Tony Stewart lost the Subway 500 Saturday night at Phoenix International Raceway.
Stewart finished second to Jeff Gordon, so he didn’t win. He has not yet won this year. He’s been wrecked. He’s had fuel pumps go bad. He’s caught bad breaks with caution flags. In other words, he lost, he lost, he lost.
This is racing’s cruel reality.
Winning, even for the very best, is only a sometimes thing. Stewart has lost 263 times in the Nextel Cup Series, but his winning percentage of 9.93 percent puts him 24th best on the all-time list in the sport and third among active drivers.
Learning to lose begins at the basic level of any sport. If you’re 6 and playing T-ball, as soon as somebody starts to keep score you start learning how to lose. Nobody likes losing – no champion has ever developed that capacity. But every athlete is responsible for how he acts after a setback, and as good as Stewart is at being a race car driver he’s that bad at handling disappointment.
I know some fans want to make Stewart a hero for stomping away after the Phoenix race without talking to the media. There’s nothing gallant or heroic about it, and it seems an entire payroll of people apparently have it as part of their job description to make excuses for Stewart’s unwillingness to do that part of his job.
Monday, ESPN sent reporter Shannon Spake to try to find out why Stewart didn’t talk and how Stewart felt about finishing second at Phoenix in a close battle with Gordon. J.D. Gibbs, the president of Joe Gibbs Racing, wound up answering her questions. Here’s what that means. The president of Joe Gibbs Racing had time to deal with the media to explain away why his driver didn’t. How does that make any sense?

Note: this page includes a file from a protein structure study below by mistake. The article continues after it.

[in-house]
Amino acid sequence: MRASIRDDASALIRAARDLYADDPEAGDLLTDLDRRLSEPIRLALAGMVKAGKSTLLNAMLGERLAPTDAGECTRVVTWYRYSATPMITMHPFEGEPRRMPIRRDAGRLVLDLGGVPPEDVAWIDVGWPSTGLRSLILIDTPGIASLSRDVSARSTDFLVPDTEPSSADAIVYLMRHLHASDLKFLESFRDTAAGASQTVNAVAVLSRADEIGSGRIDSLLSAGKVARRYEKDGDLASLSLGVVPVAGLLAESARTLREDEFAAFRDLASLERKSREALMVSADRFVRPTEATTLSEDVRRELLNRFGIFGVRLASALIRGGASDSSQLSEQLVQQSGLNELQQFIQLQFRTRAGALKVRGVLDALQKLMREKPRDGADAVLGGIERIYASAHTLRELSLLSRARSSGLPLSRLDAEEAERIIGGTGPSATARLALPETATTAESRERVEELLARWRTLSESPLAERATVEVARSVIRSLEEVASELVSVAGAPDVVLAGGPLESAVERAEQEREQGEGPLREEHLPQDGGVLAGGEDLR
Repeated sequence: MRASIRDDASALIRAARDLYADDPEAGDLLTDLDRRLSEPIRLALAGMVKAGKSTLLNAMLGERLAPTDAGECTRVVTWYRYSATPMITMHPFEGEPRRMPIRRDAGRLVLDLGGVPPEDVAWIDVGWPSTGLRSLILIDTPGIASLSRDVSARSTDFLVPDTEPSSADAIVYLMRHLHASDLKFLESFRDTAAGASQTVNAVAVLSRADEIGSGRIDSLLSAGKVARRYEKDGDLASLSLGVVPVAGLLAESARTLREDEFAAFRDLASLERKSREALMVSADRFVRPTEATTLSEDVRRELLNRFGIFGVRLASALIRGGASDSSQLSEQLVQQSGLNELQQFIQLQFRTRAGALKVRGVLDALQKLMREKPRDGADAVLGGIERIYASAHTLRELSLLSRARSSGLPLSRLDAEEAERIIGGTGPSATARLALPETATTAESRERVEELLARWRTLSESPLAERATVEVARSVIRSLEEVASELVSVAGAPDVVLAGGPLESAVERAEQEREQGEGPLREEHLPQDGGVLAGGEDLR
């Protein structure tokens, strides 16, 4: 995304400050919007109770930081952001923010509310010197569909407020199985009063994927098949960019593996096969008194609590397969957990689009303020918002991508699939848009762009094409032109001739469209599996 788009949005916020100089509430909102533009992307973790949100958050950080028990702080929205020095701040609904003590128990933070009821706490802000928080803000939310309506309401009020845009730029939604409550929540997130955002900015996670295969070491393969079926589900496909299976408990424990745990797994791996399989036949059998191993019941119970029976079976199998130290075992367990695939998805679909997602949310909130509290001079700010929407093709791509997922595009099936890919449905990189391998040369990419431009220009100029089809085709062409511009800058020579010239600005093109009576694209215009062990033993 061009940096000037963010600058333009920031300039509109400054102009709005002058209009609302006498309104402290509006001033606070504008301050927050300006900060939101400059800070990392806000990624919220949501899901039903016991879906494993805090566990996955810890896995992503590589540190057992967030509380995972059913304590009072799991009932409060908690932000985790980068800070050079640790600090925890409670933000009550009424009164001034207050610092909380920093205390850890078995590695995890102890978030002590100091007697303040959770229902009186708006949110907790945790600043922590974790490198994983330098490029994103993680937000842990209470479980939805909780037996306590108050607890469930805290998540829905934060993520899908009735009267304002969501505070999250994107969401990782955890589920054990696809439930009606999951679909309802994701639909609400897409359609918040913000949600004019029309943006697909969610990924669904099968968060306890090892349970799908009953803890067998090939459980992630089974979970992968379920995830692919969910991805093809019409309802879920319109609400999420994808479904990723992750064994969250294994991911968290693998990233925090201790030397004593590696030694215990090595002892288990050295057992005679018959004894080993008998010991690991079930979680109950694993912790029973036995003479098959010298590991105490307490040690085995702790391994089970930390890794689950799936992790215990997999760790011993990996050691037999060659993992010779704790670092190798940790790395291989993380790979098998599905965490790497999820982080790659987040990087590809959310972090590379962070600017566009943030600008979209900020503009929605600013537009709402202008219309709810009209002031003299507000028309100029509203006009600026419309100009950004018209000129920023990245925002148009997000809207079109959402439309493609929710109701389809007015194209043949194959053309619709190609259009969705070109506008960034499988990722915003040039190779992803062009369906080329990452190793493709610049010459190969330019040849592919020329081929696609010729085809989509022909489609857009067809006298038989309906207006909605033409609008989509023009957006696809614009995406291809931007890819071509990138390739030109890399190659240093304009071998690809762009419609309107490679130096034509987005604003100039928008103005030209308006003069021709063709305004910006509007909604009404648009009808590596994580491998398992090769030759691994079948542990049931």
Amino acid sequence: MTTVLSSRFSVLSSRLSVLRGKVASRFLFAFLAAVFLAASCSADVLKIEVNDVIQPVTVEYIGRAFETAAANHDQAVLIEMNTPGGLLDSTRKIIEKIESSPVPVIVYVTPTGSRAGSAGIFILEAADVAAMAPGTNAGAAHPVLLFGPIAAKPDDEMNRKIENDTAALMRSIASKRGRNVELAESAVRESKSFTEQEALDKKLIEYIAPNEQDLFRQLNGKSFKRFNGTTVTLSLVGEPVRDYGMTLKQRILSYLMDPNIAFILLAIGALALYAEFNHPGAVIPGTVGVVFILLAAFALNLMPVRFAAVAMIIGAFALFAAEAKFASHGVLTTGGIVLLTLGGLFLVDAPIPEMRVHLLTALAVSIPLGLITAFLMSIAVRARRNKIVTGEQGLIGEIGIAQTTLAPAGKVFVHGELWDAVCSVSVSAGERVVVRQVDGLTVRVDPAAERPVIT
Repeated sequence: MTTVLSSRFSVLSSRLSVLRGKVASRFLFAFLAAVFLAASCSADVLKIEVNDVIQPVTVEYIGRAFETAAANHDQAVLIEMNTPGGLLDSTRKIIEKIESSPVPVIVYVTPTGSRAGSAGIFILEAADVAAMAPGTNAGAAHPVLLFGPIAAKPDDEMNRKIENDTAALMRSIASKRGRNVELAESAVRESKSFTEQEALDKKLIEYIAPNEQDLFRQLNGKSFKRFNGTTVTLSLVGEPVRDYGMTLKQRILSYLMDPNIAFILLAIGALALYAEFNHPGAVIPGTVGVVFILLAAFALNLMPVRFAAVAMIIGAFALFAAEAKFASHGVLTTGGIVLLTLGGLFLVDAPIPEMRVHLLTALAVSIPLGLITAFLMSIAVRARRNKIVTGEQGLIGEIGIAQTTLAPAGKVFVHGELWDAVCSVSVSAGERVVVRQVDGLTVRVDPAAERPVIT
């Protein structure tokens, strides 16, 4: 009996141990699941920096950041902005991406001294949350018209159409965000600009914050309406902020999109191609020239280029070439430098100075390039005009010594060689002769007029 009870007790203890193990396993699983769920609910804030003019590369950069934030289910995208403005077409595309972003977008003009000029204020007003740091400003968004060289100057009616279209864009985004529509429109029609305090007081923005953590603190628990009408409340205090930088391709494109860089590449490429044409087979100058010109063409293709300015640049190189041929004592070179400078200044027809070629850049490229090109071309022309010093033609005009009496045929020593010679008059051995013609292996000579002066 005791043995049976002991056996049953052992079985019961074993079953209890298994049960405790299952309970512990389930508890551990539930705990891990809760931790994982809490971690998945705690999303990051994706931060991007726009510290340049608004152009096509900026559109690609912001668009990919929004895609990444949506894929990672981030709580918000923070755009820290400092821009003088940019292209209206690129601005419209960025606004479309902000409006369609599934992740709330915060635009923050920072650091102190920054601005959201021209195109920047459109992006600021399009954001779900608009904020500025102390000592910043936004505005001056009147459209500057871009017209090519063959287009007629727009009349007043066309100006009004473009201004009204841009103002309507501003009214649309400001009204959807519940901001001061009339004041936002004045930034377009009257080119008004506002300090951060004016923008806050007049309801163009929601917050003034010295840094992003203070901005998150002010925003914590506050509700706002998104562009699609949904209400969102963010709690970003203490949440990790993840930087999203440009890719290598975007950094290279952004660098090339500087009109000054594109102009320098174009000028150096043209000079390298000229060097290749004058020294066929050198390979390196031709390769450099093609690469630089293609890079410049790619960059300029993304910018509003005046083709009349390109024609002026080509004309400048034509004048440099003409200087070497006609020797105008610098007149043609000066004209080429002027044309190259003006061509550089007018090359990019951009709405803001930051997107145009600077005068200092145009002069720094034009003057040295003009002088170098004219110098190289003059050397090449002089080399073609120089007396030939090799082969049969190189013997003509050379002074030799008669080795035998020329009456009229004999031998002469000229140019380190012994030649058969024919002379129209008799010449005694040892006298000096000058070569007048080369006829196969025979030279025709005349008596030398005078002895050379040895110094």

Stewart was so frustrated after crashing out at Texas a week earlier that he talked about how he felt like retiring. He spent the next week explaining he wasn’t serious, and some believe he didn’t speak after Phoenix for fear of saying something else he’d have to take back. But the media didn’t “goad” Stewart into anything. They asked questions and Stewart answered. On both sides of that, people were doing their jobs.
It stinks to lose. I get that.
But when Mark Martin lost the Daytona 500, under frustrating circumstances, Martin did his job. When Jeff Burton lost to Kyle Busch at Bristol, barely, Burton did his job. When Gordon lost to Jimmie Johnson at Martinsville, Gordon did his job. And in each of those cases the media did its job.
The next time Stewart wins, will reporters refuse to talk to Stewart to “pay back” the two-time champion for his snub Phoenix? Of course not. We’ll ask questions and report what Stewart says to the fans who are the people who’ve allowed Stewart to become a very wealthy man as he’s been able to live out the racing dreams he had from the first time he climbed into a go-kart back home in Indiana.
In other words, we’ll do what we’re supposed to do. That’s all anybody is asking Stewart to do. When he finishes in the top three in a Nextel Cup race, he’s supposed to talk afterward, just like everybody else who finishes in the top three is expected to do.
Do the job. Handle responsibility. Act like a grown-up. Surely the best driver in NASCAR can handle that.
Tuesday, April 24, 2007
Posted by Observer Sports at 10:51 AM